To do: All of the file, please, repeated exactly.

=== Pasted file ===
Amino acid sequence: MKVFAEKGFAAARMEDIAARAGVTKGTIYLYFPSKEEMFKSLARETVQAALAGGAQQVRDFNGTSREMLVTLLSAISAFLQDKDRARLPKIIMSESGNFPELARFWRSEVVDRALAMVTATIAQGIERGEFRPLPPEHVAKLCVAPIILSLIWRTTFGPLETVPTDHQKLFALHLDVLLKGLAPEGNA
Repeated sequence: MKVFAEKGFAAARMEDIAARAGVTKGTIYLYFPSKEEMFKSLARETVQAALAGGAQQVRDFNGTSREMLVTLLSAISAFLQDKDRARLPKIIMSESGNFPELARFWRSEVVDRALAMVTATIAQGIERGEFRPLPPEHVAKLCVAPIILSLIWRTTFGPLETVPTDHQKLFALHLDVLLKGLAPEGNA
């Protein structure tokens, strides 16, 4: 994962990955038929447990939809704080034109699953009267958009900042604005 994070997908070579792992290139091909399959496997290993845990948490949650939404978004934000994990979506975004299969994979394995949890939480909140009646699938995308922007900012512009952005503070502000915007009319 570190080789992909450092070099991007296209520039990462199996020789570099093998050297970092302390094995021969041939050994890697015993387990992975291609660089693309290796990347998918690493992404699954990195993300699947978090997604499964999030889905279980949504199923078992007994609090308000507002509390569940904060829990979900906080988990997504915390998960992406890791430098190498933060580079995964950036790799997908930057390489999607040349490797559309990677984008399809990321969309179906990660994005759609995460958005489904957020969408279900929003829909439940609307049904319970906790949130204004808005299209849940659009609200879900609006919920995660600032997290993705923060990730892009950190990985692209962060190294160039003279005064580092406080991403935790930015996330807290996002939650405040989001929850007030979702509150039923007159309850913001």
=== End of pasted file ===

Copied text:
Amino acid sequence: MKVFAEKGFAAARMEDIAARAGVTKGTIYLYFPSKEEMFKSLARETVQAALAGGAQQVRDFNGTSREMLVTLLSAISAFLQDKDRARLPKIIMSESGNFPELARFWRSEVVDRALAMVTATIAQGIERGEFRPLPPEHVAKLCVAPIILSLIWRTTFGPLETVPTDHQKLFALHLDVLLKGLAPEGNA
Repeated sequence: MKVFAEKGFAAARMEDIAARAGVTKGTIYLYFPSKEEMFKSLARETVQAALAGGAQQVRDFNGTSREMLVTLLSAISAFLQDKDRARLPKIIMSESGNFPELARFWRSEVVDRALAMVTATIAQGIERGEFRPLPPEHVAKLCVAPIILSLIWRTTFGPLETVPTDHQKLFALHLDVLLKGLAPEGNA
């Protein structure tokens, strides 16, 4: 994962990955038929447990939809704080034109699953009267958009900042604005 994070997908070579792992290139091909399959496997290993845990948490949650939404978004934000994990979506975004299969994979394995949890939480909140009646699938995308922007900012512009952005503070502000915007009319 570190080789992909450092070099991007296209520039990462199996020789570099093998050297970092302390094995021969041939050994890697015993387990992975291609660089693309290796990347998918690493992404699954990195993300699947978090997604499964999030889905279980949504199923078992007994609090308000507002509390569940904060829990979900906080988990997504915390998960992406890791430098190498933060580079995964950036790799997908930057390489999607040349490797559309990677984008399809990321969309179906990660994005759609995460958005489904957020969408279900929003829909439940609307049904319970906790949130204004808005299209849940659009609200879900609006919920995660600032997290993705923060990730892009950190990985692209962060190294160039003279005064580092406080991403935790930015996330807290996002939650405040989001929850007030979702509150039923007159309850913001």